Friday, June 1, 2007

Judeo-Christian Morality

In my last post, I laid out what I believe morality is all about. Namely, what do you do when no one is looking? Yes, I am a relativist and I don’t have the absolute of God or religious authority on my side. I inherited my sense of morality both biologically and from the Brooklynites. It has served me well so far. I’d like to take a look at what Judeo-Christian morality has to offer instead of my personal and relativistic view of the world.

In 2003, Chief Justice of the Alabama Supreme Court Roy Moore disobeyed a federal court order to remove a monument dedicated to the Ten Commandments from a court building. He was eventually unanimously removed from office for this refusal. Mr. Moore and his supporters have steadfastly claimed that the Ten Commandments are the foundation of our society. Let’s take a look at what makes our country great, shall we? Instead of the abridged version, I’ll be quoting from the long (and far stranger) version as found in the KJV Bible, Exodus 20.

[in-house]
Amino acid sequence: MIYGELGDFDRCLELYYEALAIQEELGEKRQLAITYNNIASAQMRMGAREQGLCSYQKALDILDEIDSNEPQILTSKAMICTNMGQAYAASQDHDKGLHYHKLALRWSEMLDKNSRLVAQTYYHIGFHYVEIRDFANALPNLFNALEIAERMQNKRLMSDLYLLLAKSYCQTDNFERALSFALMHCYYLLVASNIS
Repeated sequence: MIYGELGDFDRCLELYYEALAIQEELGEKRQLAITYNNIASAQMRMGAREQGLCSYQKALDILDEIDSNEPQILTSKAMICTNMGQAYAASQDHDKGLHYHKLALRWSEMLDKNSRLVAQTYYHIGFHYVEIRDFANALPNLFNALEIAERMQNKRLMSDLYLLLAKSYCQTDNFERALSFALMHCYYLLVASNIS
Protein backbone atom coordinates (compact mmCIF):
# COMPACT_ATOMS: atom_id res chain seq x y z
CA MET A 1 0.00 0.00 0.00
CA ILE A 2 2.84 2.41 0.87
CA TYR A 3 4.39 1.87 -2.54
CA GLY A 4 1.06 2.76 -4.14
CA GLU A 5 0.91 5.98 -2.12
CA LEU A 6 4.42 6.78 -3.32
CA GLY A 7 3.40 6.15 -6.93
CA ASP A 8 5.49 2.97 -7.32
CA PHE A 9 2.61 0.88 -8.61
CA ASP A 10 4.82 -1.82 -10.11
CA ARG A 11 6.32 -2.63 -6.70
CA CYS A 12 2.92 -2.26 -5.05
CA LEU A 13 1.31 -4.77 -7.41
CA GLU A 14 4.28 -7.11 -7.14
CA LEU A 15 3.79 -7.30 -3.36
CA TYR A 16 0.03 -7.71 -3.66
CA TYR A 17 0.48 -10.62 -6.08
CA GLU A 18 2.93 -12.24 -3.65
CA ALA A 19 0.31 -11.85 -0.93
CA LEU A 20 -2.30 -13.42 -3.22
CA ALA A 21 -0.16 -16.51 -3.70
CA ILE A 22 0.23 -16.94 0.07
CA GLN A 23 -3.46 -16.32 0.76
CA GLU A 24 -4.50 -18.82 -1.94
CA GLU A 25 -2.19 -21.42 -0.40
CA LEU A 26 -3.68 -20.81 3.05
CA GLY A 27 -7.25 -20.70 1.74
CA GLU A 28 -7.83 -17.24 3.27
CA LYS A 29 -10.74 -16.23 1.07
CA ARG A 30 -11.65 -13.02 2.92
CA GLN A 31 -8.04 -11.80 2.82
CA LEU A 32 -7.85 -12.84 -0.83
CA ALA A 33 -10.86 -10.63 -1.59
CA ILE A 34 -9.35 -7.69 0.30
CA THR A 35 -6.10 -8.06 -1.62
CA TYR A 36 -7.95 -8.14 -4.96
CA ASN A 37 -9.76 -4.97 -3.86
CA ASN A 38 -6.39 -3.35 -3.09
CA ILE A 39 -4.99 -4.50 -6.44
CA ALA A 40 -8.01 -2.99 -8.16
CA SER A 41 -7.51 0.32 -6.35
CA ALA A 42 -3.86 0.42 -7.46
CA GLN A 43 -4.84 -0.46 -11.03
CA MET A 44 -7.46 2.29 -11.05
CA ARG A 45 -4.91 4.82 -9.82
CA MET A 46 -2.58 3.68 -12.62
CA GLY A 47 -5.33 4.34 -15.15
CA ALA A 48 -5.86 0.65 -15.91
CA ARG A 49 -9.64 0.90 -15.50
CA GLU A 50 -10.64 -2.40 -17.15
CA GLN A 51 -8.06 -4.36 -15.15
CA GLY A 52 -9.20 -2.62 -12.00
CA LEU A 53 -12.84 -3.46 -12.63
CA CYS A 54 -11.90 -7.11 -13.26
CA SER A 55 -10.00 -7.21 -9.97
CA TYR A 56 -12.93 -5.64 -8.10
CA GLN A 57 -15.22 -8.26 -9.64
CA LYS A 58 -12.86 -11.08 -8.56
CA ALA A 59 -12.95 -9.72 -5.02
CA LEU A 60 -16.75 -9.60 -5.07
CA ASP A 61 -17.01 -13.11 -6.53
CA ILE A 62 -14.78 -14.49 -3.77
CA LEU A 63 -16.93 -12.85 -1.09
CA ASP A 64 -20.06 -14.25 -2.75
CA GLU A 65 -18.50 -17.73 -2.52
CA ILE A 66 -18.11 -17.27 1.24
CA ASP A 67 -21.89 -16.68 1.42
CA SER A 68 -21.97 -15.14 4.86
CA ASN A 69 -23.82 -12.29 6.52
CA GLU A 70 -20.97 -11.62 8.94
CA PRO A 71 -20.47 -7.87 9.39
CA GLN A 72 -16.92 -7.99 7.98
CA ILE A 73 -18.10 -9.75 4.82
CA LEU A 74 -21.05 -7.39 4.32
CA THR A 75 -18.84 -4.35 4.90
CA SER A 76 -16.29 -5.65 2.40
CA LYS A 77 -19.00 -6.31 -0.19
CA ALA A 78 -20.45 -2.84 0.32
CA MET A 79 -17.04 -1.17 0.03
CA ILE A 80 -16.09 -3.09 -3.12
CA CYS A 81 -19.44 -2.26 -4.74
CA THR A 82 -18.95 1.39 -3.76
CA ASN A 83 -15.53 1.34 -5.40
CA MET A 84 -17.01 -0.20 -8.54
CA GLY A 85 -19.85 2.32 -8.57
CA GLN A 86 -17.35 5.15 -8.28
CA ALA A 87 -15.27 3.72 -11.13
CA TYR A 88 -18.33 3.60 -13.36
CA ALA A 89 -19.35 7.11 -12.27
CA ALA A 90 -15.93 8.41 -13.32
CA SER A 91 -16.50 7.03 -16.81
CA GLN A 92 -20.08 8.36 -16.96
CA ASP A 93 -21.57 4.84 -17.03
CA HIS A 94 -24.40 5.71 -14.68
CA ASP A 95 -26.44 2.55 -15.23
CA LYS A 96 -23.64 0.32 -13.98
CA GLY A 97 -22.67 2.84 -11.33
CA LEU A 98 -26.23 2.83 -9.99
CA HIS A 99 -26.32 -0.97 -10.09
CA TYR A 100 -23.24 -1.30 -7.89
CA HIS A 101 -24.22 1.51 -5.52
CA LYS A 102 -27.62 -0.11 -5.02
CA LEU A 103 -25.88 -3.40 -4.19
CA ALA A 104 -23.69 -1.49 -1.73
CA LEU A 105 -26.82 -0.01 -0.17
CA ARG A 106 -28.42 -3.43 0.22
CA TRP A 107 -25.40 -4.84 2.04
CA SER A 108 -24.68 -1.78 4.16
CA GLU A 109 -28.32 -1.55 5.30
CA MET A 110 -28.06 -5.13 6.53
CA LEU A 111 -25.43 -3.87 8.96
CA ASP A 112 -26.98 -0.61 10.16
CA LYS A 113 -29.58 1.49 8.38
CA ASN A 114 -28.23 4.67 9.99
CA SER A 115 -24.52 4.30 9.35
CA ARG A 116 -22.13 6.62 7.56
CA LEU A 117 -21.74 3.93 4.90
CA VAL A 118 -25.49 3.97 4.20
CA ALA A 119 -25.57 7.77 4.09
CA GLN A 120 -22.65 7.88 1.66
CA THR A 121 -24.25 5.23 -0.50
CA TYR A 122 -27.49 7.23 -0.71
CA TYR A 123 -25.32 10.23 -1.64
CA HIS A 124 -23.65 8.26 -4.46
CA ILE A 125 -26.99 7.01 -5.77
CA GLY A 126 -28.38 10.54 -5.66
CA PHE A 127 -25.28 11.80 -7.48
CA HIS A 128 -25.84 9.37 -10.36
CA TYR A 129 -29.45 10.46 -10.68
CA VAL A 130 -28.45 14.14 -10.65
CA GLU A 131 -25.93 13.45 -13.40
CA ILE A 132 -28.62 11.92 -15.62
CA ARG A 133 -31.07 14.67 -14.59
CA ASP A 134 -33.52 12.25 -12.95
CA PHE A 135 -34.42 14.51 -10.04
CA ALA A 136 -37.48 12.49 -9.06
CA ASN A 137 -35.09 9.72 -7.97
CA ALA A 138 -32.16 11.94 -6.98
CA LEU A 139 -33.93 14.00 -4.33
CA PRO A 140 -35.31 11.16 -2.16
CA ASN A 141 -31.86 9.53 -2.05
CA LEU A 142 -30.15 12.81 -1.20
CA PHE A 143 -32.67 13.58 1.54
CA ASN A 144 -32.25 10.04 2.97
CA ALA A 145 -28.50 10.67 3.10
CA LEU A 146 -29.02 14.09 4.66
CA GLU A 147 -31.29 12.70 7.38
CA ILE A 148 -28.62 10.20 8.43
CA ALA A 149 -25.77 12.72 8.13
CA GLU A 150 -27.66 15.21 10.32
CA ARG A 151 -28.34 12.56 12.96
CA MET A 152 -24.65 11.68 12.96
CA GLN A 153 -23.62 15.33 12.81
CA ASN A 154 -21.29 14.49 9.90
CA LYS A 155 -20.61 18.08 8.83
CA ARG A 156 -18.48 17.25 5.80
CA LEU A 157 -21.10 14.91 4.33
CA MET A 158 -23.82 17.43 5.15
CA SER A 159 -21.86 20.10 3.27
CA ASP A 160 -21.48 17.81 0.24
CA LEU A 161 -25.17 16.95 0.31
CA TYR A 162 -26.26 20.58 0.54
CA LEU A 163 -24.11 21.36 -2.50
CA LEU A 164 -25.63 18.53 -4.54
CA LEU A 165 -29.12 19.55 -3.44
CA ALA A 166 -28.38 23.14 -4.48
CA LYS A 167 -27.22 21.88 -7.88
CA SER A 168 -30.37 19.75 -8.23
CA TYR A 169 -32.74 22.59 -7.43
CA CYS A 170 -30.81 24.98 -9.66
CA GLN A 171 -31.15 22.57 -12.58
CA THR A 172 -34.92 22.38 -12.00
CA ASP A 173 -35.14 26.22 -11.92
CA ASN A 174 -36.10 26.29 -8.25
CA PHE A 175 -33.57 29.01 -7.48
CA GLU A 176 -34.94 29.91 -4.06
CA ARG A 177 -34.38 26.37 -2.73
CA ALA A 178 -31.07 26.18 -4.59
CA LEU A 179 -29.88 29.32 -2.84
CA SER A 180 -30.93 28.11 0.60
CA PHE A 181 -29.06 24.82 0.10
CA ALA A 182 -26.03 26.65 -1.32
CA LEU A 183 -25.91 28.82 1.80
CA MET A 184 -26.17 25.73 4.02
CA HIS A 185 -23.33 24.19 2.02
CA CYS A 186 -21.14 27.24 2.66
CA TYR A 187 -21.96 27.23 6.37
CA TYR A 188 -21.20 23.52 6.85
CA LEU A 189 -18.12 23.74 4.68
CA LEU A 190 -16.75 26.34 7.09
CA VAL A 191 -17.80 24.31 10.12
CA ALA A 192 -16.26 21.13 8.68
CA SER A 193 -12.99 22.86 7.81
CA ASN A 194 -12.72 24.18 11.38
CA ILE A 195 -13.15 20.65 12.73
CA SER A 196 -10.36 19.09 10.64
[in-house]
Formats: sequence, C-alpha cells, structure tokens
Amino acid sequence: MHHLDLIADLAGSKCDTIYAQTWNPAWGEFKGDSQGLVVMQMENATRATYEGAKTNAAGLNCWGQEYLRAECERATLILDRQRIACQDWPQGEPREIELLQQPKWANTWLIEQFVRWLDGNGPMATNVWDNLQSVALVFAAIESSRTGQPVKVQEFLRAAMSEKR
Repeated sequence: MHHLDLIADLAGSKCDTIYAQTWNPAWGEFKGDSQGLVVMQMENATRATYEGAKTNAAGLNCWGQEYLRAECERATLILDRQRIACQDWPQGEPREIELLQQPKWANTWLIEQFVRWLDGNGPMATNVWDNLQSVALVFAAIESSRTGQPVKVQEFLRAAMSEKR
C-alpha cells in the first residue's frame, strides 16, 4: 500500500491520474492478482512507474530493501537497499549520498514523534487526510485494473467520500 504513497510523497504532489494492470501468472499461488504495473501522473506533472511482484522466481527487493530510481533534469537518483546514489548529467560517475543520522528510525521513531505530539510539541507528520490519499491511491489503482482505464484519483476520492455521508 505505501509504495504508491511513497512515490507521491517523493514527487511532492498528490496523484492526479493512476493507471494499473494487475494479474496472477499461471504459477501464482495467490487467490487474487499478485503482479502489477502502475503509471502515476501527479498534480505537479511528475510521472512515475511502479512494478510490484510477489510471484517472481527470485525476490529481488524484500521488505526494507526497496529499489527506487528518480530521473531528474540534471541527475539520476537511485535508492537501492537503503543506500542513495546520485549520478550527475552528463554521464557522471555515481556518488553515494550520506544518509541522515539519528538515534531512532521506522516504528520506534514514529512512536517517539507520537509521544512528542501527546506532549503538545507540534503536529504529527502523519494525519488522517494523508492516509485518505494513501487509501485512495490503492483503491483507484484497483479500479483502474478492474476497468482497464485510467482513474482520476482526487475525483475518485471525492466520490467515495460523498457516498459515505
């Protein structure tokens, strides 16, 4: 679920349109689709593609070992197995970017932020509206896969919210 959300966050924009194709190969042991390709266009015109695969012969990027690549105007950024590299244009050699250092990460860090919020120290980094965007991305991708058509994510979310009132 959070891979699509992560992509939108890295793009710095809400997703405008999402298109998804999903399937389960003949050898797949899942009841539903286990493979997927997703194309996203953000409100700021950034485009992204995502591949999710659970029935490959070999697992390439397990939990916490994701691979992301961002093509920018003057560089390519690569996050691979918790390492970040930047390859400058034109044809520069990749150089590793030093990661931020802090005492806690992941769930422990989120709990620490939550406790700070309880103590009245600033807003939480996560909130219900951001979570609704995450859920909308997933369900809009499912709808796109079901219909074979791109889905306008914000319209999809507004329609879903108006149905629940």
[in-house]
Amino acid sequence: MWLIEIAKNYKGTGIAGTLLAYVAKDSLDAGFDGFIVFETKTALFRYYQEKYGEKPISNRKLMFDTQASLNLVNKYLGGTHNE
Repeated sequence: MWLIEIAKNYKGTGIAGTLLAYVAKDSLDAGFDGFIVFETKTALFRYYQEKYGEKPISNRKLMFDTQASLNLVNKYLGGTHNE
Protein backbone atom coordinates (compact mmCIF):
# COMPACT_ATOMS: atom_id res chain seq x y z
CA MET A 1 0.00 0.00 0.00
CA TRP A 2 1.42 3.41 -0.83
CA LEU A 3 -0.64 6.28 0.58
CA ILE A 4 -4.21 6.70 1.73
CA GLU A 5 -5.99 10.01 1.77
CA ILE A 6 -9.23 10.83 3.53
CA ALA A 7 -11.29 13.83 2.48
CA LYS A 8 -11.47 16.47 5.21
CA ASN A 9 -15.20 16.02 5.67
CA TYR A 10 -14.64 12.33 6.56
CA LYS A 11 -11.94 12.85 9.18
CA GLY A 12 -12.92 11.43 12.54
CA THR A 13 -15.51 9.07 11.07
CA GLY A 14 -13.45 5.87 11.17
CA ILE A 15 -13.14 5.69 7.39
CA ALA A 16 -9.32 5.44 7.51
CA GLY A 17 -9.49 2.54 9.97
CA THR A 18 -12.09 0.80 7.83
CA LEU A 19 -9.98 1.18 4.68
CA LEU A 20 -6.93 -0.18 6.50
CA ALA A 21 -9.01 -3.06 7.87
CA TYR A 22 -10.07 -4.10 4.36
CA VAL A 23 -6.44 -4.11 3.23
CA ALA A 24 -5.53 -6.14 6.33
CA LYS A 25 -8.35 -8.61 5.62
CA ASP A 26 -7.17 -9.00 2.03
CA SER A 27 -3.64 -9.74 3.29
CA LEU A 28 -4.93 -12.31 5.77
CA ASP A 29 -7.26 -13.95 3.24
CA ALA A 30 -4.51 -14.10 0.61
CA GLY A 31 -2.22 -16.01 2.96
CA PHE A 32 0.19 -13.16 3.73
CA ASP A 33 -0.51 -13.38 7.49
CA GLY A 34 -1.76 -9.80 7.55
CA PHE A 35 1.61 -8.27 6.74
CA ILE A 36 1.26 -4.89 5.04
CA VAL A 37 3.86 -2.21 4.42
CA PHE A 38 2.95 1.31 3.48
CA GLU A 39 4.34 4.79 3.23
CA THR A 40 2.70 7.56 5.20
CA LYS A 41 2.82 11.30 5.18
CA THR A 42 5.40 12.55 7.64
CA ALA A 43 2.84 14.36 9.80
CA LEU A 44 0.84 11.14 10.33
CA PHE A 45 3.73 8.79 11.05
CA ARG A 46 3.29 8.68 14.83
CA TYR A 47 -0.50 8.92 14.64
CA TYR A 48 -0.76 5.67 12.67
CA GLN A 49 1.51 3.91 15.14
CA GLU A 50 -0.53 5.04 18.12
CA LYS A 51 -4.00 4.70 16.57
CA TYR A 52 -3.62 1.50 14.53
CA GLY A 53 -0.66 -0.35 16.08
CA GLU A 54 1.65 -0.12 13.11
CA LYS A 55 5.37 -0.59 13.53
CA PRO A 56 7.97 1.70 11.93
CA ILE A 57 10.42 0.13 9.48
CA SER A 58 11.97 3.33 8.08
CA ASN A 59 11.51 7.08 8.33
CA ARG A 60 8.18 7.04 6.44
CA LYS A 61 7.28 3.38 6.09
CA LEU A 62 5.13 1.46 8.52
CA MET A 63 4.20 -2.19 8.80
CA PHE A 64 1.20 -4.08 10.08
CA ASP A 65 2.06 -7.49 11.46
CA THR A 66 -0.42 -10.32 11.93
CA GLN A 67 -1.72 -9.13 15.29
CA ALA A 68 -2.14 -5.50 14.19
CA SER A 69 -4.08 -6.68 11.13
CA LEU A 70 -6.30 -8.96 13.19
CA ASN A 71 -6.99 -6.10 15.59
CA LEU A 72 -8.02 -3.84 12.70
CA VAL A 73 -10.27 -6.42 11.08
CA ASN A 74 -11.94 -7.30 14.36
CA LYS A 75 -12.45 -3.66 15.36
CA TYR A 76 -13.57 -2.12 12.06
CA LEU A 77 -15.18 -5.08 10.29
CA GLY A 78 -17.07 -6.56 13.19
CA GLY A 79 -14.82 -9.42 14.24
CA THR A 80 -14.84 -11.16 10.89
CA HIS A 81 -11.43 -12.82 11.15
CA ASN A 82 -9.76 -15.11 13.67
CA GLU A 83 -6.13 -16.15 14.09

First Commandment:
Thou shalt have no other gods before me.

[Wager] Really? Is morality tied to monotheism? If so, only Jews and Muslims in the US are living by Judeo-Christian values since Christians are polytheists.

Second Commandment:
Thou shalt not make unto thee any graven image, or any likeness of any thing that is in heaven above, or that is in the earth beneath, or that is in the water under the earth.